ISYE Case study 2

ISYE Case study 2 - ISYE 1 Case Study 2 Eli Lilly and...

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ISYE # 1 09/16/2009 Case Study 2 Eli Lilly and Company: The Flexible Facility Decision Question 1: How has the competitive environment in pharmaceuticals been changing over the past few years? What are the implications for the role of manufacturing within Eli Lilly? The pharmaceutical industry has changed a lot over the past few years. Pricing flexibility has diminished thanks to caps on price increases, caps on reimbursements for Medicare and Medicaid, and the rapid growth of managed care providers (HMOs) with all buying in bulk demanding price discounts of up to 60%. Increasing competition within drug classes from the development of similar compounds and from generic drugs has also led to lower prices. The rate of innovation has slowed leading to increased investments in Research and Design from $1.1B in 1975 to $12.6B in 1992 unfortunately having little or no effect on the number of new drugs introduced. Rising manufacturing costs due to under utilization, more FDA and EPA regulations, and more expensive production technology to produce the newer more complex compounds. The costs associated with developing drugs have also risen due to increased regulations, the complexity of the newer compounds, and the higher costs associated with storing high potency finished goods in inventory. Manufacturing costs represented about 20% of sales in 1990, up from 10% in the early 1980s and could possibly rise to 60% by the year 2000. These changes in the world of pharmaceuticals leading to competition in “a new marketplace” have led to some changes for the role of manufacturing within Eli Lilly. The company needs to find ways to bring new products to market faster at lower costs since average costs to develop drugs rose $120M from 5 years early to $359M. Manufacturing was a likely area for reducing costs. If manufacturing facilities could be ready earlier, a product could enter the market earlier increasing the time the drug is exclusively on the market. The value of getting a drug to market one year sooner or one year later was equal to around $175M for a large market drug. Also, the production process could be refined and made more efficient if facilities are ready sooner. Companies also utilized less outsourcing in order to protect proprietary knowledge and design more complex compounds in the drugs. A 25% cost reduction goal was proposed in the company resulting a debate over the fundamental way drugs are manufactured. The company also wanted to see a large jump in utilization. The only way to do this is by either figuring out how to make manufacturing capacity more productive or reducing your asset base. Also with prediction that the company would be producing up to 37 active chemical ingredients, there would be a need for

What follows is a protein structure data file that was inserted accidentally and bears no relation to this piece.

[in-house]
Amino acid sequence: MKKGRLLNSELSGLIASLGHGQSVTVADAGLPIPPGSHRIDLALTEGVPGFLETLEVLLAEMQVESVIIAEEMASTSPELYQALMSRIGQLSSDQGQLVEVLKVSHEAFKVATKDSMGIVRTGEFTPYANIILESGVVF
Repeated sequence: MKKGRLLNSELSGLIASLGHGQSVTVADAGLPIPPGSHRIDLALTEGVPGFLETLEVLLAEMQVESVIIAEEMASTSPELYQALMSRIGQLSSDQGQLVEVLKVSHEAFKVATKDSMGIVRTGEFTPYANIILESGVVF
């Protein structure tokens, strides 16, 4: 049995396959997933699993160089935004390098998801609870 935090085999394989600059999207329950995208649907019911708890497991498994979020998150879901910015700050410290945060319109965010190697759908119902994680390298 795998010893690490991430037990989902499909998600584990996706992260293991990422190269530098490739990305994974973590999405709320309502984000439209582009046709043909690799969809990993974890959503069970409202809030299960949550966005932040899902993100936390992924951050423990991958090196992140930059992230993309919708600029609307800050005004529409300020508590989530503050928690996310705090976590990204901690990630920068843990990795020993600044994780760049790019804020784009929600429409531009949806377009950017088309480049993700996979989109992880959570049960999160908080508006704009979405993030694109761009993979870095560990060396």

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This note was uploaded on 04/07/2010 for the course MGT 6772 taught by Professor Burgess during the Spring '09 term at Georgia Tech.

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ISYE Case study 2 - ISYE 1 Case Study 2 Eli Lilly and...

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